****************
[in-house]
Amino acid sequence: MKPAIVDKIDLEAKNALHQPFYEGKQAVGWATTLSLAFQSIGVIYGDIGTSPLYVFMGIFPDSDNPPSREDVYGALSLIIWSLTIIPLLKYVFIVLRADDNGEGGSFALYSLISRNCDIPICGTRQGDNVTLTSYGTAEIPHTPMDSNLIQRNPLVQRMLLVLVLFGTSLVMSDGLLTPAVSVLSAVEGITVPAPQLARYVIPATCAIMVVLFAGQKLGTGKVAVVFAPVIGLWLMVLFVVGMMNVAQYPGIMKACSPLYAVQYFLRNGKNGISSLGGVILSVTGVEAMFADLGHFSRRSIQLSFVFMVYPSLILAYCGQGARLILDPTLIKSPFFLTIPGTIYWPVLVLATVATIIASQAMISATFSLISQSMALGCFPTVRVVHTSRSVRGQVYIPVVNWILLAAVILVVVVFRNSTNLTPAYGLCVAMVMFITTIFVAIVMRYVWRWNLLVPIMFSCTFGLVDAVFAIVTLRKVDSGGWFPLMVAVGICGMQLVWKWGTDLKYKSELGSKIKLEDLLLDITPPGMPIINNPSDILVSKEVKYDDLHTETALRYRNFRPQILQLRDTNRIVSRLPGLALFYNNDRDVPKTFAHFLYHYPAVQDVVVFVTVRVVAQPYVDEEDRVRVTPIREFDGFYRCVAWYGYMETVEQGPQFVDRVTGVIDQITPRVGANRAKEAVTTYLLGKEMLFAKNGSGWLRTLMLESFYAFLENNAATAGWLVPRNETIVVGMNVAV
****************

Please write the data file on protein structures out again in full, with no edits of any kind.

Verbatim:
[in-house]
Amino acid sequence: MKPAIVDKIDLEAKNALHQPFYEGKQAVGWATTLSLAFQSIGVIYGDIGTSPLYVFMGIFPDSDNPPSREDVYGALSLIIWSLTIIPLLKYVFIVLRADDNGEGGSFALYSLISRNCDIPICGTRQGDNVTLTSYGTAEIPHTPMDSNLIQRNPLVQRMLLVLVLFGTSLVMSDGLLTPAVSVLSAVEGITVPAPQLARYVIPATCAIMVVLFAGQKLGTGKVAVVFAPVIGLWLMVLFVVGMMNVAQYPGIMKACSPLYAVQYFLRNGKNGISSLGGVILSVTGVEAMFADLGHFSRRSIQLSFVFMVYPSLILAYCGQGARLILDPTLIKSPFFLTIPGTIYWPVLVLATVATIIASQAMISATFSLISQSMALGCFPTVRVVHTSRSVRGQVYIPVVNWILLAAVILVVVVFRNSTNLTPAYGLCVAMVMFITTIFVAIVMRYVWRWNLLVPIMFSCTFGLVDAVFAIVTLRKVDSGGWFPLMVAVGICGMQLVWKWGTDLKYKSELGSKIKLEDLLLDITPPGMPIINNPSDILVSKEVKYDDLHTETALRYRNFRPQILQLRDTNRIVSRLPGLALFYNNDRDVPKTFAHFLYHYPAVQDVVVFVTVRVVAQPYVDEEDRVRVTPIREFDGFYRCVAWYGYMETVEQGPQFVDRVTGVIDQITPRVGANRAKEAVTTYLLGKEMLFAKNGSGWLRTLMLESFYAFLENNAATAGWLVPRNETIVVGMNVAV